The nation’s leading center for creative writing.
“GrubStreet” must always be written as one word with intercap.
GrubStreet is the place where writers develop their craft – and themselves – through the power of writing and sharing their work. We offer hundreds of creative writing programs and events for writers from all backgrounds aged 13 to 113 at our center, in many Boston neighborhoods, in Providence, and online. Scholarships are available for all offerings, and many programs are free.
GrubStreet's new Center for Creative Writing features expanded classrooms for teens and adults, community space to read and write, a bookstore run by our friends at Porter Square Books, a cafe, a podcast studio, and a stage for the literary arts with cabaret seating. Located on the southeast side of the 50 Liberty Drive building, facing the Marina and the ICA, our new space is three times as large as our former home, offers full ADA-accessibility (including hearing assistance technology in the classrooms), and allows us to offer expanded literary programs for writers and readers of all ages and backgrounds. Writers are able to choose from more classes and readers can enjoy a top-notch bookstore. The new center gives Boston a lasting home for storytelling and the literary arts, where everyone has a chance to speak and be heard.
The Boston Writers of Color (BWoC) group, supported by GrubStreet, is a place for writers of color, and others who support the mission of the group, to connect, network, empower, and share resources with their peers.
Write Down The Street, a partnership between GrubStreet and the Boston Public Library, offers tuition-free workshops, seminars, and events in branch libraries in Mattapan and Egleston Square with a special focus on making the creative writing workshop more accessible.
In GrubStreet's Young Adult Writers Program, students, ages 13-18, come from high schools all over the greater Boston area. Grub has four types of programs for teens: free Saturday sessions, Teen Writing Classes (most of which take place during school vacations), a three-week Summer Fellowship program, and summer-long Working in the Arts Fellowship program.
The Muse and the Marketplace, the GrubStreet annual literary conference, was recently named the “#1 writing conference in North America” by The Writer Magazine.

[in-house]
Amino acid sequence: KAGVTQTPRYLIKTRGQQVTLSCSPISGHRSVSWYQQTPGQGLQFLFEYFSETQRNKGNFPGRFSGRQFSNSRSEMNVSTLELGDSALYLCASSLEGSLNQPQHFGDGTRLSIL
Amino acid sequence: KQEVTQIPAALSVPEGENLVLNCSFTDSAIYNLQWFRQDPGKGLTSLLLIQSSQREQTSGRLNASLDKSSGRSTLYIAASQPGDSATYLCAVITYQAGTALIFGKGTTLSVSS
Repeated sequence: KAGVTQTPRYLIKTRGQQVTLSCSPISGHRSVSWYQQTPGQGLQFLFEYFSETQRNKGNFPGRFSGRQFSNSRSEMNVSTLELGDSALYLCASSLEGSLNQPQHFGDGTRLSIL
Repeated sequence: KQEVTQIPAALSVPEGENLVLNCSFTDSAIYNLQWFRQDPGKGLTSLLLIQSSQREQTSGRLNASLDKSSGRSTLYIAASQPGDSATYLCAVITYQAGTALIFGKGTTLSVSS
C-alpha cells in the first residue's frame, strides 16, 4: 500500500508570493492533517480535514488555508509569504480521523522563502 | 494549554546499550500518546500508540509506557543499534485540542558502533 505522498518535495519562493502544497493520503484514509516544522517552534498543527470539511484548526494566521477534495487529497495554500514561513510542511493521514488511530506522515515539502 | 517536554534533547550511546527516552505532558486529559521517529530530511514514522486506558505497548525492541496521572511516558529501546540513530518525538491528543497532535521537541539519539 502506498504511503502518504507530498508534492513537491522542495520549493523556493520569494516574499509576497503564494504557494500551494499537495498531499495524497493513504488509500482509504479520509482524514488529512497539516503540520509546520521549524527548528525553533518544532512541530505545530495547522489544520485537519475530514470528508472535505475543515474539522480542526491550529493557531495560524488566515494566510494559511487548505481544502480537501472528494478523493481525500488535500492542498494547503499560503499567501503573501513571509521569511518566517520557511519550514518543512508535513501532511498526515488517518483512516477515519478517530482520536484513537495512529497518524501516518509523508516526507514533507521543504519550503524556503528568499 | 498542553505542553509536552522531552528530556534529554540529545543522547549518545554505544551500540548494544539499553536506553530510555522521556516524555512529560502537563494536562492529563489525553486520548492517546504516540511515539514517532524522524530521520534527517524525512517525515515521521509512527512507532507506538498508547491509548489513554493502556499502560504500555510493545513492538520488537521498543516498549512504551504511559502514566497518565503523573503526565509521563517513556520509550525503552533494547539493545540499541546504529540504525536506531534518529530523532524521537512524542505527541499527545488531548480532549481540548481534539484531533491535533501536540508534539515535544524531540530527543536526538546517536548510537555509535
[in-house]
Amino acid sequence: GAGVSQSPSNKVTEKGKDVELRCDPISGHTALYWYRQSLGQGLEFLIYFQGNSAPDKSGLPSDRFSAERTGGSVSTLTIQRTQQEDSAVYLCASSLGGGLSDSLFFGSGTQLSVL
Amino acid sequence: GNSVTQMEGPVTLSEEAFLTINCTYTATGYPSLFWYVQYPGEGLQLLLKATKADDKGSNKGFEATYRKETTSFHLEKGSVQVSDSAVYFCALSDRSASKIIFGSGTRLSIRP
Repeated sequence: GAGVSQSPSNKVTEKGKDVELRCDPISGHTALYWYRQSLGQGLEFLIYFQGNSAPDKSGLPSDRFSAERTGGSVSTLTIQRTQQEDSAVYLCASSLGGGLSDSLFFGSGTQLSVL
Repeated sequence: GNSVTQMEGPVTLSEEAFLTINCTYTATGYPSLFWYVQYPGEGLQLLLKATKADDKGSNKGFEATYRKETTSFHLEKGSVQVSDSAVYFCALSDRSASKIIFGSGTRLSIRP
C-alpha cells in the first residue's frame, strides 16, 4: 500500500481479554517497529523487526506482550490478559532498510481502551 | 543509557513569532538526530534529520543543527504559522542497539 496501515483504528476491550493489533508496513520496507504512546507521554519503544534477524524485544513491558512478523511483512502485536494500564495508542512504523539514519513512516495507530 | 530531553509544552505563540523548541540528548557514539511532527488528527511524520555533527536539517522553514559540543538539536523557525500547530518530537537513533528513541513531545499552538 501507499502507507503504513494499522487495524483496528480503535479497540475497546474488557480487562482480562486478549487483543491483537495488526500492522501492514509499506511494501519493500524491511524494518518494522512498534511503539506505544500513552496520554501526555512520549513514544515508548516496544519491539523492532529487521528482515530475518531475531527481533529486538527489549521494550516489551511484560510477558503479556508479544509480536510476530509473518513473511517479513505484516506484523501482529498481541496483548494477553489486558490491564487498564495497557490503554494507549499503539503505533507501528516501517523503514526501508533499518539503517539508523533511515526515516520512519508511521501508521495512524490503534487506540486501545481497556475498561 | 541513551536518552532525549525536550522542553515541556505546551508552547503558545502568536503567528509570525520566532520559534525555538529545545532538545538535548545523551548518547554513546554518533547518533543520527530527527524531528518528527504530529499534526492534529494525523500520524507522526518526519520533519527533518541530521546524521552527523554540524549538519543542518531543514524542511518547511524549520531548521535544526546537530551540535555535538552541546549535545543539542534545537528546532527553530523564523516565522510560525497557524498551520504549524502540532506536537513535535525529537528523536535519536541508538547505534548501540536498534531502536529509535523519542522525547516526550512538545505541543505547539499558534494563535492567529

We believe that narrative transforms lives, builds bridges, and produces empathy. By rigorously developing voices of every type and talent and by removing barriers to entry, GrubStreet fosters the creation of meaningful stories and ensures that excellent writing remains vital and relevant.
A new fellowship for Black writers at GrubStreet, The Boston Globe, April 2021. “GrubStreet recently announced a new year long Teaching Fellowship for Black Writers, which will be awarded to two ‘self-identified Black writers interested in teaching classes, participating in events, and working with’ GrubStreet’s instructors and staff to deepen the curriculum.”
Conference Insider: The Muse & the Marketplace, The Writer Magazine, February 2020. “Sonya Larson believes diversity at writing conferences is crucial. As the director of The Muse & the Marketplace, a three-day event hosted by Boston’s famed GrubStreet creative writing center, she’s committed to highlighting a diverse lineup of presenters, agents, and editors.”
The Seaport District is starting to look more like a neighborhood, The Boston Globe, April 2019. “” GrubStreet will work in partnership with Fallon Co., which owns the 14-story condo building, to build out the space at below-market rent. With many nonprofits now facing escalating office rents, Bridburg said, the city's decision to award GrubStreet the subsidized space "is affording us the opportunity to stay in Boston."
- Boston Literary Coalition Gets Boost for Cultural Hub Plan, Publishers Weekly, March 2018. "Positioning themselves as an antidote to persistent concerns about racial, ethnic, and class divides in Boston, a coalition of literary organizations have banded together to propose a multi-use literary and cultural hub in the city’s burgeoning Seaport area. Led by the writing non-profit Grub Street, the group’s proposal got a boost this week with the announcement of a $2 million grant from the Calderwood Charitable Foundation should their plan be approved."
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